As Ian’s winds and rains leave North Carolina and the work of cleanup and power restoration is underway, Governor Roy Cooper cautions residents to be safe during cleanup work, as four deaths have been reported related to the storm.
“The storm has passed, but many hazards remain with downed trees, downed power lines and power outages,” said Governor Cooper. “We mourn with the families of those who have died and urge everyone to be cautious while cleaning up to avoid more deaths or injuries.”
Four people have died in storm related incidents since Friday morning:
- A 25-year-old man died Friday when he lost control of his vehicle on Raleigh Road in Johnston County and hydroplaned into another vehicle in stormy conditions
- A 24-year-old woman died when her vehicle went off a wet road in Clayton and struck a tree Friday afternoon
- A 22-year-old man drowned in Martin County when his truck left the roadway and submerged in a flooded swamp Friday night
- A 65-year-old man in Johnston County died Saturday from carbon monoxide poisoning from a generator running in his closed garage while the power was out. His wife was hospitalized.
During power outages, generators should always be used out of doors, and away from the home to avoid carbon monoxide poisoning. Carbon monoxide is a colorless, odorless gas generated by combustion from a gasoline engine or other fuel burning source. Gas or charcoal grills should never be used indoors, and cars should not be left running in a closed garage, for the same reasons.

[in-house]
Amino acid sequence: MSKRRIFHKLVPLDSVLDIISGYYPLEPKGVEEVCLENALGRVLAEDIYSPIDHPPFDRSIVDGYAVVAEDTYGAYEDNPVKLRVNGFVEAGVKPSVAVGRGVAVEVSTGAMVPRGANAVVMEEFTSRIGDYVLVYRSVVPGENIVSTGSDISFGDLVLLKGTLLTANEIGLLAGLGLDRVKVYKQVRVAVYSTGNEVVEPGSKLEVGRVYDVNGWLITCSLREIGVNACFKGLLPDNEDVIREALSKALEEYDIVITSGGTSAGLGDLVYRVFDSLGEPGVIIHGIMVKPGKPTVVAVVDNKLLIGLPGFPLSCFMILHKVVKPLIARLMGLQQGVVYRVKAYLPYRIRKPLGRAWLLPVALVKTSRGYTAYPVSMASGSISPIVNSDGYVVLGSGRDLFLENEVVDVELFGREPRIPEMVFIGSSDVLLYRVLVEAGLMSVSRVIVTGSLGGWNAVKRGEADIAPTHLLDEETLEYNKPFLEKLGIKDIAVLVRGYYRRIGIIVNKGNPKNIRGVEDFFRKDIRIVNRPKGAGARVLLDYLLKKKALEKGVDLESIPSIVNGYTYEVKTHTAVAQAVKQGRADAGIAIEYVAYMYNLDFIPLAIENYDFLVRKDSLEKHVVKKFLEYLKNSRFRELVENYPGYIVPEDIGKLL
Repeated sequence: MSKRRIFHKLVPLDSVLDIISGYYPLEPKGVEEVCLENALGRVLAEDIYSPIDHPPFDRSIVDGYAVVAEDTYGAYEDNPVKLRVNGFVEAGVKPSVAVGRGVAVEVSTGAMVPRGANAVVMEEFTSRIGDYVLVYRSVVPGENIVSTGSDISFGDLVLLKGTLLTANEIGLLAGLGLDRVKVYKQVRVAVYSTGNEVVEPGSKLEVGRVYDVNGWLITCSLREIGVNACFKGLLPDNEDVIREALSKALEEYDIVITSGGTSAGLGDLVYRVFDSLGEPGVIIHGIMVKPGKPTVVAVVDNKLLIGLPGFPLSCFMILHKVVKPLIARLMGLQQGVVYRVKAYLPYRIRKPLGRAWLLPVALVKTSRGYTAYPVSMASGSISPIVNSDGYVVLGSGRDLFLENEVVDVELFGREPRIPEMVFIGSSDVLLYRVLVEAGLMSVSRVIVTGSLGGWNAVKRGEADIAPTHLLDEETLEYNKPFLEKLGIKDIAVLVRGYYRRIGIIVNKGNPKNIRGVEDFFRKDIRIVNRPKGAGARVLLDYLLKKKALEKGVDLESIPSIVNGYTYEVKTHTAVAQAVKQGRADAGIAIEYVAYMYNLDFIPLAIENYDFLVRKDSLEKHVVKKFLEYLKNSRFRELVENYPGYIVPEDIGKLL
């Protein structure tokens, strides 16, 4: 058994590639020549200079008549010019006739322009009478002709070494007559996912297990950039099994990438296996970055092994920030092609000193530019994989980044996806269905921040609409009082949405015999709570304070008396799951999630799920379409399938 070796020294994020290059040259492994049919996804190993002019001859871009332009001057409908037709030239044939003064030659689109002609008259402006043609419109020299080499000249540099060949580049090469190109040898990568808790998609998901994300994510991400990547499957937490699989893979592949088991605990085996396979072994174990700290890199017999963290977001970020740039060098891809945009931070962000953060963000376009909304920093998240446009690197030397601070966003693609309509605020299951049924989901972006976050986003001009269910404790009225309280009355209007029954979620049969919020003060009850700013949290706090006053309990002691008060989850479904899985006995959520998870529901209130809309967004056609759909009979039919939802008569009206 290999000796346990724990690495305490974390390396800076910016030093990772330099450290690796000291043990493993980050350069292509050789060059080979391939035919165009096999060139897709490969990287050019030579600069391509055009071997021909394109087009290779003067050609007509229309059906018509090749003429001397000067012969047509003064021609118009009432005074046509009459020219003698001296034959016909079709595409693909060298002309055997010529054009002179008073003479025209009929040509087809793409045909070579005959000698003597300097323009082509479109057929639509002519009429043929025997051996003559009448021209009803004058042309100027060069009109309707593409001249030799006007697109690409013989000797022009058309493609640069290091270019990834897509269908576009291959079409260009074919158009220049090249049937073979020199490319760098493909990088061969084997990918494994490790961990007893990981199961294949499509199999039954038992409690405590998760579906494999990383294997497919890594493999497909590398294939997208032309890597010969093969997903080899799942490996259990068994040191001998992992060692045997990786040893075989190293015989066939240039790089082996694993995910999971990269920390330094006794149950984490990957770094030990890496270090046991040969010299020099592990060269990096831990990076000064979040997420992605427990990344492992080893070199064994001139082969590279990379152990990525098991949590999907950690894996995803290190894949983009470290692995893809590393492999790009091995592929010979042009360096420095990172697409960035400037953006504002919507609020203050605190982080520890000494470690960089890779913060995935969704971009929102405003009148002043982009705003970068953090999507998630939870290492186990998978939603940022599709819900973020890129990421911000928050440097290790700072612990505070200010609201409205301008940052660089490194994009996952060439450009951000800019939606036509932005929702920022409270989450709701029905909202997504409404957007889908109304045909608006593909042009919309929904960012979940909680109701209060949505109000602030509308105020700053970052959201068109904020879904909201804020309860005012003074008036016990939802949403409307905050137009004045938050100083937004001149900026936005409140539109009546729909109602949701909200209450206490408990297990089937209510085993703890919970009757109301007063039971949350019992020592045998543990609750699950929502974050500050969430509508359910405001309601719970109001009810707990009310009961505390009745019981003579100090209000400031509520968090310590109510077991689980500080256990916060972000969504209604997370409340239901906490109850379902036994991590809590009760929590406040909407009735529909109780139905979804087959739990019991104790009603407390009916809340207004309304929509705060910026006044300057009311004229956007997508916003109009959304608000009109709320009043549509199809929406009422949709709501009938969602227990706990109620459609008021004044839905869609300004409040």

Thousands of utility crews are working on power restoration, and as of 1 p.m. Saturday, about 210,000 customers remained without power. The statewide power outage count peaked at about 418,000 just after 11 p.m. Friday.
The State of North Carolina requested a federal emergency declaration Friday afternoon and it was granted early Saturday by President Biden and FEMA. The emergency declaration provides federal recovery support and reimbursement for emergency protective expenses incurred by state and local governments during the storm. Damage assessments that are beginning now will determine if Ian’s effects in North Carolina qualify for further federal assistance.